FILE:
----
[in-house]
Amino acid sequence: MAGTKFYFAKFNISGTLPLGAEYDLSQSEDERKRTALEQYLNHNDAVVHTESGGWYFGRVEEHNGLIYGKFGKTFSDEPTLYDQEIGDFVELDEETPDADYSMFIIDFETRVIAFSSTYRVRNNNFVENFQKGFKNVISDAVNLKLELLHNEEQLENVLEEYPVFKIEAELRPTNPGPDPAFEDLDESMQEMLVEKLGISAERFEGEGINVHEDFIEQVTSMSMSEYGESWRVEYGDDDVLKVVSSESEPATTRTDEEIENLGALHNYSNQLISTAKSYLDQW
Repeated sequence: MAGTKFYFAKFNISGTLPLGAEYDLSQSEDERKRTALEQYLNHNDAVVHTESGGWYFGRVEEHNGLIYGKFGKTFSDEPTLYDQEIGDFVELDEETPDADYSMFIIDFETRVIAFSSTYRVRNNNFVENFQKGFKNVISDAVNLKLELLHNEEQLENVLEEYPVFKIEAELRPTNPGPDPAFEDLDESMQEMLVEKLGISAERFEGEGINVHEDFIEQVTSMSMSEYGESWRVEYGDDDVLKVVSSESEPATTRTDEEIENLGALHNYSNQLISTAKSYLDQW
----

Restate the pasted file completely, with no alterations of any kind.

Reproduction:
[in-house]
Amino acid sequence: MAGTKFYFAKFNISGTLPLGAEYDLSQSEDERKRTALEQYLNHNDAVVHTESGGWYFGRVEEHNGLIYGKFGKTFSDEPTLYDQEIGDFVELDEETPDADYSMFIIDFETRVIAFSSTYRVRNNNFVENFQKGFKNVISDAVNLKLELLHNEEQLENVLEEYPVFKIEAELRPTNPGPDPAFEDLDESMQEMLVEKLGISAERFEGEGINVHEDFIEQVTSMSMSEYGESWRVEYGDDDVLKVVSSESEPATTRTDEEIENLGALHNYSNQLISTAKSYLDQW
Repeated sequence: MAGTKFYFAKFNISGTLPLGAEYDLSQSEDERKRTALEQYLNHNDAVVHTESGGWYFGRVEEHNGLIYGKFGKTFSDEPTLYDQEIGDFVELDEETPDADYSMFIIDFETRVIAFSSTYRVRNNNFVENFQKGFKNVISDAVNLKLELLHNEEQLENVLEEYPVFKIEAELRPTNPGPDPAFEDLDESMQEMLVEKLGISAERFEGEGINVHEDFIEQVTSMSMSEYGESWRVEYGDDDVLKVVSSESEPATTRTDEEIENLGALHNYSNQLISTAKSYLDQW